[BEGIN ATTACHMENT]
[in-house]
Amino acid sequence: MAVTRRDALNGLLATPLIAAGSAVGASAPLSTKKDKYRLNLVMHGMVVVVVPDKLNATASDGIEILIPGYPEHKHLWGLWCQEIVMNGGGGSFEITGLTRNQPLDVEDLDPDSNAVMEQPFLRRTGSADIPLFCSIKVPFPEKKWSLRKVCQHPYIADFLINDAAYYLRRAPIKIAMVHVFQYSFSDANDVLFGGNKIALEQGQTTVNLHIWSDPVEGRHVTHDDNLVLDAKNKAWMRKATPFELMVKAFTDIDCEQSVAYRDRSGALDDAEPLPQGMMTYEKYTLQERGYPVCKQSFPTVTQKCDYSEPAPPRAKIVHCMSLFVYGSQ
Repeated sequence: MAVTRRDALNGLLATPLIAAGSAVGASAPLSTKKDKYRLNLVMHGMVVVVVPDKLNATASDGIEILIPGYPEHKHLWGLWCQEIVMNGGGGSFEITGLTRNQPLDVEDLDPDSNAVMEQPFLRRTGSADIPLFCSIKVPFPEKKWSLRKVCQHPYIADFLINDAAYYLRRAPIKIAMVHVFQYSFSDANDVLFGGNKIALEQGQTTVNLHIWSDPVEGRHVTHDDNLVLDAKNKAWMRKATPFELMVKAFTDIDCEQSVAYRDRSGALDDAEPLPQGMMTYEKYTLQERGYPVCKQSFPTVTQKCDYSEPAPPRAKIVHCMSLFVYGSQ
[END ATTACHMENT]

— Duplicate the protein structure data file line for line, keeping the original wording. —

[in-house]
Amino acid sequence: MAVTRRDALNGLLATPLIAAGSAVGASAPLSTKKDKYRLNLVMHGMVVVVVPDKLNATASDGIEILIPGYPEHKHLWGLWCQEIVMNGGGGSFEITGLTRNQPLDVEDLDPDSNAVMEQPFLRRTGSADIPLFCSIKVPFPEKKWSLRKVCQHPYIADFLINDAAYYLRRAPIKIAMVHVFQYSFSDANDVLFGGNKIALEQGQTTVNLHIWSDPVEGRHVTHDDNLVLDAKNKAWMRKATPFELMVKAFTDIDCEQSVAYRDRSGALDDAEPLPQGMMTYEKYTLQERGYPVCKQSFPTVTQKCDYSEPAPPRAKIVHCMSLFVYGSQ
Repeated sequence: MAVTRRDALNGLLATPLIAAGSAVGASAPLSTKKDKYRLNLVMHGMVVVVVPDKLNATASDGIEILIPGYPEHKHLWGLWCQEIVMNGGGGSFEITGLTRNQPLDVEDLDPDSNAVMEQPFLRRTGSADIPLFCSIKVPFPEKKWSLRKVCQHPYIADFLINDAAYYLRRAPIKIAMVHVFQYSFSDANDVLFGGNKIALEQGQTTVNLHIWSDPVEGRHVTHDDNLVLDAKNKAWMRKATPFELMVKAFTDIDCEQSVAYRDRSGALDDAEPLPQGMMTYEKYTLQERGYPVCKQSFPTVTQKCDYSEPAPPRAKIVHCMSLFVYGSQ